Family members often find themselves pining for heirlooms—rings, watches, quilts and so on. But who'd elbow a sibling out of the way to get a cast-iron cooking pot? Well, if it's a Le Creuset pot, you'd be surprised. Just ask Will Copenhaver. "We see cases where Le Creuset is written into people's wills," said Copenhaver, who serves as the French cookware company's director of marketing communications. "I was just talking to someone who'd gone through a divorce, and on top of the list of things he got to keep was the Le Creuset cookware."
Unless you're a true foodie, this kind of devotion is hard to explain. But in the realm of the home cook, few implements are more sacred than a Le Creuset French Oven. It's hard to find a food blog that doesn't praise the smart little pot—"the Swiss Army knife of cookware," said one—which can sauté, brown, bake or boil just about anything. Cookbook author Holly Herrick has written that, if her house caught fire, she'd save her pets first, then her Le Creuset pots. Julia Child cooked with Le Creuset, and The Independent has called it "a brand so synonymous with France that one of its flame-orange casserole dishes might as well adorn the national coat of arms."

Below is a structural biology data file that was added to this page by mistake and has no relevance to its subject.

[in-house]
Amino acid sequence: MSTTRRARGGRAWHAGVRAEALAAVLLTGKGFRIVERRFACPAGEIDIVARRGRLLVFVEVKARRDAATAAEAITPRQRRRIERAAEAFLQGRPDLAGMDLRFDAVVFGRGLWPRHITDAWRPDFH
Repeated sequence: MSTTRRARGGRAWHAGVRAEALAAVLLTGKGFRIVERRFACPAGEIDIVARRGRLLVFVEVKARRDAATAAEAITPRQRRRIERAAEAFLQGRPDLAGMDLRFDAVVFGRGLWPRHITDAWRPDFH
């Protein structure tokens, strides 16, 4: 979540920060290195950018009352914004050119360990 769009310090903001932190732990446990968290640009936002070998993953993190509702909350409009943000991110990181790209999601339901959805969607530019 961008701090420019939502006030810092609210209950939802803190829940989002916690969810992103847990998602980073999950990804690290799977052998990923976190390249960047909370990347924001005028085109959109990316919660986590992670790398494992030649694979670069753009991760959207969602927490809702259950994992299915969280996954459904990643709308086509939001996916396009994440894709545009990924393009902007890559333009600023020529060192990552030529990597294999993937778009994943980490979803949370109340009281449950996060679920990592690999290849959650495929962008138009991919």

Ah yes, that orange color. Born in France during the dining-out craze of the Jazz Age and amid the culinary revolution led by Auguste Escoffier, Le Creuset started in 1925 when casting expert Armand Desaegher joined forces with enameler Octave Aubecq to produce an enameled cocotte that would combine the heating properties of cast iron with the beauty and durability of enamel. Transfixed by the molten iron as it cooled in its wet-sand mold, Aubecq developed a rich colored orange glaze to match the color. Today, 91 years later, Le Creuset (which means "the crucible") is still made in the French town of Fresnoy-le-Grand. It is still poured into wet-sand molds. And it still produces its signature orange color—called Flame—in addition to 30 others.
But the world is full of heritage products, so why is Le Creuset—which has scarcely changed the design of its pots—still a trendy brand? Part of it is authenticity. The iron's still cast in France—and at considerable expense. (Company owner Paul Van Zuydam has groused that France is "the most expensive country to operate in" but dares not move his foundry to Asia.)
But the key ingredient is food itself. "All cultures have dishes cooked over long periods with simple ingredients, and that resonates emotionally across generations," Copenhaver said. In nearly everyone, he adds, the one-pot meal evokes "memories of what it means to make something nurturing—and we live in that world."
This story first appeared in the March 21 issue of Adweek magazine. Click here to subscribe.